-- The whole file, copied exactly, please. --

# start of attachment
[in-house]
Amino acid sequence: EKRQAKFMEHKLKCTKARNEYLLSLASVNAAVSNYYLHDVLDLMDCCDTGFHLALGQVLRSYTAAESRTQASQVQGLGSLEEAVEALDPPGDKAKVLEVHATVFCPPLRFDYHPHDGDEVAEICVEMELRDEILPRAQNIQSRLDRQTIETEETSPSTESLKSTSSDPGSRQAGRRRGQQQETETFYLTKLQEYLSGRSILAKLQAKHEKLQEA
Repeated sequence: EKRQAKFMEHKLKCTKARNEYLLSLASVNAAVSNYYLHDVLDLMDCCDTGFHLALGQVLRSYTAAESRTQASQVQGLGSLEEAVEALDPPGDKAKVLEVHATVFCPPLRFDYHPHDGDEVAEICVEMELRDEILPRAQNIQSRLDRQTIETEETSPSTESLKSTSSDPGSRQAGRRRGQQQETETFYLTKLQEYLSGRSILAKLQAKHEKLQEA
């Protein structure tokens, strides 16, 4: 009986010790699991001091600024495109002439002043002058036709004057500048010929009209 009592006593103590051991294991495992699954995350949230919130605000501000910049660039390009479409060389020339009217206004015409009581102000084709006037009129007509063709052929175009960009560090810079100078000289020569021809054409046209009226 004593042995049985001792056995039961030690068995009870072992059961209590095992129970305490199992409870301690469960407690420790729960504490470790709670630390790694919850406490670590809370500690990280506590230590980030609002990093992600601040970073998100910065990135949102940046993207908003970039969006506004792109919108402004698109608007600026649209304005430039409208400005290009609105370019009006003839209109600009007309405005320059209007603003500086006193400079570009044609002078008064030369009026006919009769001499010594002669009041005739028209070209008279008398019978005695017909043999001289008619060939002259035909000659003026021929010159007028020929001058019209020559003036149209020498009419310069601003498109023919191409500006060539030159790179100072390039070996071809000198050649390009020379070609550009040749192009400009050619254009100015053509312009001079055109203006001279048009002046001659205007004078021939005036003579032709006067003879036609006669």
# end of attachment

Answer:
[in-house]
Amino acid sequence: EKRQAKFMEHKLKCTKARNEYLLSLASVNAAVSNYYLHDVLDLMDCCDTGFHLALGQVLRSYTAAESRTQASQVQGLGSLEEAVEALDPPGDKAKVLEVHATVFCPPLRFDYHPHDGDEVAEICVEMELRDEILPRAQNIQSRLDRQTIETEETSPSTESLKSTSSDPGSRQAGRRRGQQQETETFYLTKLQEYLSGRSILAKLQAKHEKLQEA
Repeated sequence: EKRQAKFMEHKLKCTKARNEYLLSLASVNAAVSNYYLHDVLDLMDCCDTGFHLALGQVLRSYTAAESRTQASQVQGLGSLEEAVEALDPPGDKAKVLEVHATVFCPPLRFDYHPHDGDEVAEICVEMELRDEILPRAQNIQSRLDRQTIETEETSPSTESLKSTSSDPGSRQAGRRRGQQQETETFYLTKLQEYLSGRSILAKLQAKHEKLQEA
């Protein structure tokens, strides 16, 4: 009986010790699991001091600024495109002439002043002058036709004057500048010929009209 009592006593103590051991294991495992699954995350949230919130605000501000910049660039390009479409060389020339009217206004015409009581102000084709006037009129007509063709052929175009960009560090810079100078000289020569021809054409046209009226 004593042995049985001792056995039961030690068995009870072992059961209590095992129970305490199992409870301690469960407690420790729960504490470790709670630390790694919850406490670590809370500690990280506590230590980030609002990093992600601040970073998100910065990135949102940046993207908003970039969006506004792109919108402004698109608007600026649209304005430039409208400005290009609105370019009006003839209109600009007309405005320059209007603003500086006193400079570009044609002078008064030369009026006919009769001499010594002669009041005739028209070209008279008398019978005695017909043999001289008619060939002259035909000659003026021929010159007028020929001058019209020559003036149209020498009419310069601003498109023919191409500006060539030159790179100072390039070996071809000198050649390009020379070609550009040749192009400009050619254009100015053509312009001079055109203006001279048009002046001659205007004078021939005036003579032709006067003879036609006669």